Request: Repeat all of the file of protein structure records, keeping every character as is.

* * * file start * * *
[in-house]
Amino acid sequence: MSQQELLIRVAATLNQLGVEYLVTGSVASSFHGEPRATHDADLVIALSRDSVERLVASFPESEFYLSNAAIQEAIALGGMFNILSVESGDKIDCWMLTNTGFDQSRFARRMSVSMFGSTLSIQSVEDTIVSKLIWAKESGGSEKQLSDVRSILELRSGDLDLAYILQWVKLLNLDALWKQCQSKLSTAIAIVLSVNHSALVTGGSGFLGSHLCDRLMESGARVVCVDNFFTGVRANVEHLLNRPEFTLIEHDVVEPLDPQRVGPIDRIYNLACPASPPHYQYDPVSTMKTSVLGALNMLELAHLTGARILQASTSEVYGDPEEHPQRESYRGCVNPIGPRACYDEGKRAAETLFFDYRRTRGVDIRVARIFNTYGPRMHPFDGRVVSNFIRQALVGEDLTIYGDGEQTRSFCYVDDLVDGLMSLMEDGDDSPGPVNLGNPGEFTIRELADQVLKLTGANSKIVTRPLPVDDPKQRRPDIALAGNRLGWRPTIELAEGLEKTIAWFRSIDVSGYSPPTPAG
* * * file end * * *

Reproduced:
[in-house]
Amino acid sequence: MSQQELLIRVAATLNQLGVEYLVTGSVASSFHGEPRATHDADLVIALSRDSVERLVASFPESEFYLSNAAIQEAIALGGMFNILSVESGDKIDCWMLTNTGFDQSRFARRMSVSMFGSTLSIQSVEDTIVSKLIWAKESGGSEKQLSDVRSILELRSGDLDLAYILQWVKLLNLDALWKQCQSKLSTAIAIVLSVNHSALVTGGSGFLGSHLCDRLMESGARVVCVDNFFTGVRANVEHLLNRPEFTLIEHDVVEPLDPQRVGPIDRIYNLACPASPPHYQYDPVSTMKTSVLGALNMLELAHLTGARILQASTSEVYGDPEEHPQRESYRGCVNPIGPRACYDEGKRAAETLFFDYRRTRGVDIRVARIFNTYGPRMHPFDGRVVSNFIRQALVGEDLTIYGDGEQTRSFCYVDDLVDGLMSLMEDGDDSPGPVNLGNPGEFTIRELADQVLKLTGANSKIVTRPLPVDDPKQRRPDIALAGNRLGWRPTIELAEGLEKTIAWFRSIDVSGYSPPTPAG